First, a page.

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Coracle and ARDF in Nepal – Part 2

Community Engagement team (minus one) at the top of Sarangkot view point. Photo by Deborah Hoppe

Last we updated you on our journey, we were about to leave Kathmandu for Pokhara.  We all arrived safely in Pokhara on Monday to the view of a beautiful lake, surrounded by mountains.  The pace is less frenetic and it is much less crowded, the air is cleaner and it feels like there is slightly more space to breathe there.  Soon after our arrival we visited a Tibetan Refugee Camp.  Tibetans, like Nepalees, are caught between two powerful and large countries and have been shaped by the geopolitics of the region.  In 1959, following the Tibetan Uprising and the exile of the Dalai Lama, over 20,000 refugees from Tibet settled in Nepal.  The camp we visited is one of three in Pokhara, and one of 12 in the whole country.  It is run by a Swiss refugee organization. We witnessed a prayer time at a Buddhist monastery, walked through the residential area, and saw the small medical clinic established there which, we learned, has been an incredible gateway for people learning more about Jesus. 

Lori Krieder with some students of the Joyland Kindergarten in the slums of Pokhara. Photo by Deoborah Hoppe

The next day, our group split into two groups of 8.  Our community engagement team

stayed in Pokhara to continue to work with some of our contacts there and build relationships, and 8 of us went on spiritual retreat in the form of a long walk in the Himalayas.

Over the course of the 4 days we were apart, the community engagement team visited the 

slum area of Pokhara with a local pastor friend, prayed for its inhabitants, visited a kindergarten being established by a young couple originally from Singapore, and enjoyed interacting and exploring some of the beautiful sites and nature around Pokhara.  There were boat rides, unexpected fishing trips, and good times of reflection.

Some curious residents of the slum in Pokhara. Photo by Deborah Hoppe.

One of the most significant takeaways from the community engagement team was the miraculous stories associated with the people leading the ministries in Pokhara.  In almost every case of a first generation Christian, there is an incredible testimony to how God can reach into any heart, at any time, in any place.  “For the son of man came to seek and save those who were lost” (Luke 19:10). Everyone from the team is excited about ways that they can use their skills, gifts, and hearts to help the amazing people of Nepal, and we are all committed to the ways we can help them grow and encourage them in their uphill battle against government regulations and strict control, and the very simple difficulty of reaching people, since a large proportion of the population of Nepal lives in small villages in very hard to reach places.  And yet, churches continue to be planted and even thrive there.   

Specifically, our team is committed to helping the couple opening the kindergarten. They hope to finish this project by April. They have formed an action committee and will start working on ways forward for fundraising.  Contact ARDF if you are interested in learning more about how you can help too!

Trekking Team – Day 1

As for our trekking team, we started out on Tuesday morning at Nyapul and ended Friday afternoon at Ghandruk.  We walked 35 miles to an elevation of over 10,600 feet and viewed some of the most stunning works of God’s creation on this earth.  The views were hard-won with long stretches of nothing but stone staircases either straight up or straight down.  We were blessed with views of two incredible sunrises and clear skies with panoramic mountain views of the Annapurna range. One we had to wake up at 4am and hike a short but intensely steep distance to attain, and the other the Lord just dropped right in our laps at Tadapani.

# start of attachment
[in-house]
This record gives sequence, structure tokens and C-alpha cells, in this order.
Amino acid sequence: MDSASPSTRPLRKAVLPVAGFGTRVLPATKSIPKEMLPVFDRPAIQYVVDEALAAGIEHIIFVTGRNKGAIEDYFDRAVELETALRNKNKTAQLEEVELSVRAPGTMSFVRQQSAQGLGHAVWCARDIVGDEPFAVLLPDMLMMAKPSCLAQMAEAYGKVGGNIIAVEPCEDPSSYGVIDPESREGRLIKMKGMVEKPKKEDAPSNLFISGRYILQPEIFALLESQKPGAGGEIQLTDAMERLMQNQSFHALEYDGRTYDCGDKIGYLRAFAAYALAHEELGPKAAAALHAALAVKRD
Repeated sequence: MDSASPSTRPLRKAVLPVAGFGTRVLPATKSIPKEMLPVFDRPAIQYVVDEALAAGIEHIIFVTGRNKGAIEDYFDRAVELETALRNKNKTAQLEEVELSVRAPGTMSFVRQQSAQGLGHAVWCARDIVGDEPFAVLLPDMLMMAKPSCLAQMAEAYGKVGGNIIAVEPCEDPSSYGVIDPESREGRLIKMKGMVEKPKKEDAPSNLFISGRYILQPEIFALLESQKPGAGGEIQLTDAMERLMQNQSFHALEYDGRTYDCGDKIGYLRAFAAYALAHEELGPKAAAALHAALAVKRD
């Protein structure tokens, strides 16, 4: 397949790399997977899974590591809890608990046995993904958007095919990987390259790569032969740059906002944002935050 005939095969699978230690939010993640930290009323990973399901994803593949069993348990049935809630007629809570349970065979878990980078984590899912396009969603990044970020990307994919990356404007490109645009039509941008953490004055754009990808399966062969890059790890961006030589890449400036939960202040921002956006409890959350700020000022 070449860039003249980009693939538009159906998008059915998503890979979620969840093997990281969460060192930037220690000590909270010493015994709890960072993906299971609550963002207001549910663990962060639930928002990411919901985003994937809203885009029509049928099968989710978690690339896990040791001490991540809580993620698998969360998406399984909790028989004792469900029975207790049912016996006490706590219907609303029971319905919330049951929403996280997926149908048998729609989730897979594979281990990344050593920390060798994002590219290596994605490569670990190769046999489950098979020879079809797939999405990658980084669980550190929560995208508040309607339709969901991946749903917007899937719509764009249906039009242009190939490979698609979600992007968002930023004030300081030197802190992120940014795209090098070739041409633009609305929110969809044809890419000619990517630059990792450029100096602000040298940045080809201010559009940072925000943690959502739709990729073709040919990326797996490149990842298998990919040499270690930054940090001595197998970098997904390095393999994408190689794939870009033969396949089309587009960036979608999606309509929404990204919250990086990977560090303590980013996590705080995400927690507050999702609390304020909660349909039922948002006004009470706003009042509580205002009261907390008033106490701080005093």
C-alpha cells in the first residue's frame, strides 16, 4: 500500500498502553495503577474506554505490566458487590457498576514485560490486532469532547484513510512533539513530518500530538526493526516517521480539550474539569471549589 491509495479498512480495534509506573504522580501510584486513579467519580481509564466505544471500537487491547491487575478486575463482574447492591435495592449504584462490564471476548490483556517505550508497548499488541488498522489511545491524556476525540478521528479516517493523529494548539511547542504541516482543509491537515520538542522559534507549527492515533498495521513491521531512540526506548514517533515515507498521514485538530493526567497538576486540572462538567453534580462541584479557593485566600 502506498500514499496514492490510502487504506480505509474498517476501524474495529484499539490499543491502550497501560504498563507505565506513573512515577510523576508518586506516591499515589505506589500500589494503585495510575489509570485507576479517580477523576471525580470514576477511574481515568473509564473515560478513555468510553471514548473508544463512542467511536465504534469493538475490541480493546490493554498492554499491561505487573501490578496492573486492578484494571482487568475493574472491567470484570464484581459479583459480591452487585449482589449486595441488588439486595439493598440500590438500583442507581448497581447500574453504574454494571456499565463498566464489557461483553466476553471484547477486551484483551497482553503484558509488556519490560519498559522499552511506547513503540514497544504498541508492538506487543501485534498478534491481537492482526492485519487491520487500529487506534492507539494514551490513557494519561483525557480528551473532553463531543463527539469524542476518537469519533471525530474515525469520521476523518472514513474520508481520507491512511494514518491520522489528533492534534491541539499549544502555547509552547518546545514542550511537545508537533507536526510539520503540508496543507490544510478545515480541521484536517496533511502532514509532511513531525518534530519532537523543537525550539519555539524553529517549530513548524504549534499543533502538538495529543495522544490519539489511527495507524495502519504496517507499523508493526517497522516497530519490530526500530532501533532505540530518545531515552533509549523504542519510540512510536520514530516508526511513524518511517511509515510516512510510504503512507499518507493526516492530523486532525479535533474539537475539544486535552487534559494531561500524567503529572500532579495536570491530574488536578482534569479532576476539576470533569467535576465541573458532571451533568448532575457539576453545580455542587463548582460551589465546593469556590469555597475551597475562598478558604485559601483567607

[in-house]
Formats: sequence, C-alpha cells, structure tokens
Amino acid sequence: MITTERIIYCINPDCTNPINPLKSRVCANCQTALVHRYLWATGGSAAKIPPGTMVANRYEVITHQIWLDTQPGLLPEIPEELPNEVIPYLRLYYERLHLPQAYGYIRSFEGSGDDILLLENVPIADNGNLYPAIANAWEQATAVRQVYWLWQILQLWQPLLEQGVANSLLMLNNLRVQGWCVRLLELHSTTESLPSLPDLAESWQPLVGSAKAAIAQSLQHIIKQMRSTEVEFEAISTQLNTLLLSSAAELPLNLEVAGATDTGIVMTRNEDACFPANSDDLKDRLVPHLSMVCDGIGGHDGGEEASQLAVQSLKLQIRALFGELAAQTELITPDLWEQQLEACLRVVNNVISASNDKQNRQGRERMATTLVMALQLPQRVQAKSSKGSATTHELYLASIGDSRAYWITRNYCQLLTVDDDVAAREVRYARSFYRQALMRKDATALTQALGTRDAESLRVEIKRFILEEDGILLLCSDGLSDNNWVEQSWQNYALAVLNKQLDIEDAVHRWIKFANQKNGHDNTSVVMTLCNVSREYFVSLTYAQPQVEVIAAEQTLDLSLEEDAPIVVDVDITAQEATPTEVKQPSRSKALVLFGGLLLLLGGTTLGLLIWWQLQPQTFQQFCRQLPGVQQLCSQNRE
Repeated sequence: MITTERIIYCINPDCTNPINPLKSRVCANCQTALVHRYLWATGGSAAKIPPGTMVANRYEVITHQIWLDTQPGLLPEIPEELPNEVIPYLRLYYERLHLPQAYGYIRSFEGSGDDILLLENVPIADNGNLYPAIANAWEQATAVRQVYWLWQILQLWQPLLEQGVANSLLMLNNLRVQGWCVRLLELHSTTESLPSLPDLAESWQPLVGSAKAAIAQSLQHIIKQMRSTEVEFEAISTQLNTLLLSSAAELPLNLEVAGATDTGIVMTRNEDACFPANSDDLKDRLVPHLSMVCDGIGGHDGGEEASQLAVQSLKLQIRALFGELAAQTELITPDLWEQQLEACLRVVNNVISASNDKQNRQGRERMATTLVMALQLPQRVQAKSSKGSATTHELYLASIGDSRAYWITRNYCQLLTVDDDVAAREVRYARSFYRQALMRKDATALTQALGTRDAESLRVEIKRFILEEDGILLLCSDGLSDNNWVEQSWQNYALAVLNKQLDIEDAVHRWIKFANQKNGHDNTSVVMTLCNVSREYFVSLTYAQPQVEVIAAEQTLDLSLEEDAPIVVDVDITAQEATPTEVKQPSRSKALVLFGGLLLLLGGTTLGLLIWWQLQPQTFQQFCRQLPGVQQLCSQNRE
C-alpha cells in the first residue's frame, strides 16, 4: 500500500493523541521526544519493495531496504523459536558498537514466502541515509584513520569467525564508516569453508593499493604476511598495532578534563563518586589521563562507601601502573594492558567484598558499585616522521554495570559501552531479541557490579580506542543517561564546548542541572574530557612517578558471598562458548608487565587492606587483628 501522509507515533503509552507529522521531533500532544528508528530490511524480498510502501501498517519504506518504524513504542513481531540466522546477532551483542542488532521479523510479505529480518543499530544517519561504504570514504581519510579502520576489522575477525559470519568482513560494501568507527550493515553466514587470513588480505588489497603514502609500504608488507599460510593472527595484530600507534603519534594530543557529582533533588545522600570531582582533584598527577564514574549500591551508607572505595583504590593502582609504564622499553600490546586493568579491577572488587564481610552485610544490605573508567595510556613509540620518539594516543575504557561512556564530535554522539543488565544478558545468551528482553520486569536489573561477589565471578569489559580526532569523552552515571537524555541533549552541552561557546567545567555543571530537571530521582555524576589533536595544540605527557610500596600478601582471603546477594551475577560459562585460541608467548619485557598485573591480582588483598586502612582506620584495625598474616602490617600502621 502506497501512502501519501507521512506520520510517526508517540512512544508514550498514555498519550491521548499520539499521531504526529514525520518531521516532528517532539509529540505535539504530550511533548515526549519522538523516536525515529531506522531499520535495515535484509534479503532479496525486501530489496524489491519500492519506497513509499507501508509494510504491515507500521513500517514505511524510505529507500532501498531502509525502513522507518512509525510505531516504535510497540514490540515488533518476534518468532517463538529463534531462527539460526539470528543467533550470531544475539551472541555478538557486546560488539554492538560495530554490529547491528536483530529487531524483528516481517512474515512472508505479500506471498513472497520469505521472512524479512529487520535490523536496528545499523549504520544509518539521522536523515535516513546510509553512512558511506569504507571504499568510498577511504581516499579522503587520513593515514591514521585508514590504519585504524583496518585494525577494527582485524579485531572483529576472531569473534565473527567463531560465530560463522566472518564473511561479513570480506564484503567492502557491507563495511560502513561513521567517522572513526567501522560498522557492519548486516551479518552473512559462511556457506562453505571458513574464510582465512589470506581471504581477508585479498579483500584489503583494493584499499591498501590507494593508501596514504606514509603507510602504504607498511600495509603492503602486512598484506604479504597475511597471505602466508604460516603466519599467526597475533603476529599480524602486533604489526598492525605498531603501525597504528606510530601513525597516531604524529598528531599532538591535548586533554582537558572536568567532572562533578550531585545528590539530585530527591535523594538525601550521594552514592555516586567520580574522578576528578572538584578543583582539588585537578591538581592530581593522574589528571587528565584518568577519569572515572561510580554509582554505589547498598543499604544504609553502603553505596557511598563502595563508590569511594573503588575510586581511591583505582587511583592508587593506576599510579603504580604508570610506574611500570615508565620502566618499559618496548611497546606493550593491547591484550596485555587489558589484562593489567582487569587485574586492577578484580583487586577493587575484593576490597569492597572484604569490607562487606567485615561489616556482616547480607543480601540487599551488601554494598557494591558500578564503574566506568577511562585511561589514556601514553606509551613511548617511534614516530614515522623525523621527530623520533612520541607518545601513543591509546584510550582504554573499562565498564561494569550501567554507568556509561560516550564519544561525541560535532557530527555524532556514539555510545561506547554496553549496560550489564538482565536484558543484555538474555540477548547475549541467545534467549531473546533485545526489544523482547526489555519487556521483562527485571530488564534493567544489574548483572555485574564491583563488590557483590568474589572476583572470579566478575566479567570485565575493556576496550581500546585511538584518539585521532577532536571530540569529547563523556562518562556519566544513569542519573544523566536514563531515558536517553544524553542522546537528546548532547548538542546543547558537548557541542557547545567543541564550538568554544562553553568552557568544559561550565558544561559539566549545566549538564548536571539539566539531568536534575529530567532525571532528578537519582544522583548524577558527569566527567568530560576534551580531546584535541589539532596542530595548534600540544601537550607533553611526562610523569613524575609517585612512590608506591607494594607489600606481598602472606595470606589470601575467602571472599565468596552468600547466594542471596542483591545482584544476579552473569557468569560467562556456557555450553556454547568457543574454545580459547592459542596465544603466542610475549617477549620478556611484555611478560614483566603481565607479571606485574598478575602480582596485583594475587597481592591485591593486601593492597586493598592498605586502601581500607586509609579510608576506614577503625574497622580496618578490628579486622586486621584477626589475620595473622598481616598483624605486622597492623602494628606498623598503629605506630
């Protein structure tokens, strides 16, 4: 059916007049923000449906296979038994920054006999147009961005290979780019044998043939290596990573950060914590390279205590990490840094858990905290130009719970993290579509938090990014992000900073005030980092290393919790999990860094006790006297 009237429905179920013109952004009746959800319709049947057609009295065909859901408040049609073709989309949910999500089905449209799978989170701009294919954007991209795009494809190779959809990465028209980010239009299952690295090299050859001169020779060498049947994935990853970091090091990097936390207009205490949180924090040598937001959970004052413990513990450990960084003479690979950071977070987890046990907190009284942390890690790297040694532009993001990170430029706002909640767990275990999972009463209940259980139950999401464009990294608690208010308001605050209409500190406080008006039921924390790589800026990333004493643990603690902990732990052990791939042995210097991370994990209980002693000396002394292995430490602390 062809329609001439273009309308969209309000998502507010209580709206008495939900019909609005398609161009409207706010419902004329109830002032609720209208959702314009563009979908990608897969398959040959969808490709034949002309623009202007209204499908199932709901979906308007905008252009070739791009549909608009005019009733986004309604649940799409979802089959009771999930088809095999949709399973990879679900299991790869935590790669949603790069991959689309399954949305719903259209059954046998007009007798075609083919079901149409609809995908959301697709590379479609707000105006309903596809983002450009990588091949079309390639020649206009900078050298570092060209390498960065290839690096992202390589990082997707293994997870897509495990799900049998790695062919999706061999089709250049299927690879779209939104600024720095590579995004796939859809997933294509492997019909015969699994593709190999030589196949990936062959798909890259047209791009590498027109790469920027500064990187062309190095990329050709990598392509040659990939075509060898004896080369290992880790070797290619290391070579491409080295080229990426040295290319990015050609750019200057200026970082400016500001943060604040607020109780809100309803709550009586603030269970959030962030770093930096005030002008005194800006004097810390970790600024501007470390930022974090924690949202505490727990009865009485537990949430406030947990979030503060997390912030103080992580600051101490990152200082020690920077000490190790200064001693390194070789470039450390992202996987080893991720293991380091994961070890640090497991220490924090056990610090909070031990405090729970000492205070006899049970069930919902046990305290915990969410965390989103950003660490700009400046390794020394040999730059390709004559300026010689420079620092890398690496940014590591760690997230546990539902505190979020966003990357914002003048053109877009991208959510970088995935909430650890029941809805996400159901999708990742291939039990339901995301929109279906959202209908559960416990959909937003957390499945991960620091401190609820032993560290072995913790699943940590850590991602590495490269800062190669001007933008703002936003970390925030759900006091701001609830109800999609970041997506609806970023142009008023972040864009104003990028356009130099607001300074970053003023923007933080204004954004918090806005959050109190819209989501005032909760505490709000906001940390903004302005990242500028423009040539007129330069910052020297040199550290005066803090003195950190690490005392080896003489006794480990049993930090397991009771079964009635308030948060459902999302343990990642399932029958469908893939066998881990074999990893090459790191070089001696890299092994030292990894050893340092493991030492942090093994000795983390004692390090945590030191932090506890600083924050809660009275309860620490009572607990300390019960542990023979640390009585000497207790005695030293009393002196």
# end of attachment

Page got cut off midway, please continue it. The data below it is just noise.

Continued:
All along the trail the Lord spoke to many of us personally, either through the site of the mountains, through our companions, the ecosystems we passed through, or in our times of silence and prayer.

Trekking Team at Ghurung Hill – 10,600ft elev. Day 3.

Common to both our teams was incredible sense of togetherness, and being a team, helping one another wherever it was needed.  If the trail got long and difficult, we were aided by guides, and fellow hikers.  If the steps down into the cave in Pokhara were dark and slippery, the team just held hands. The Lord created a sense of togetherness and community in the group, even though we were split for a time, that blessed each member of it.

And, more broadly, we were fortunate enough to attend two church services, on in Kathmandu and one in Pokhara.  In our final debrief session it was clear that those services gave us each a stronger sense of our place in the larger, global body of Christ, and our instant family through it.  Sure, our hymns are in another language, but we understand why we’re all together, and we’re very glad for it.  In the church we attended on

Saturday morning in Pokhara before flying back to Kathmandu, there were representatives of an estimated 25 tribes from different parts of Nepal. And yet we were all there together, worshipping with one voice, in a language some knew and some didn’t, but all receiving the power of the gift of the Holy Spirit dwelling in a place.

It’s been an incredible journey in Nepal with ARDF.  Many lives have been shaped by our experiences, souls restored, joy discovered, and hearts opened.  Praise the Lord!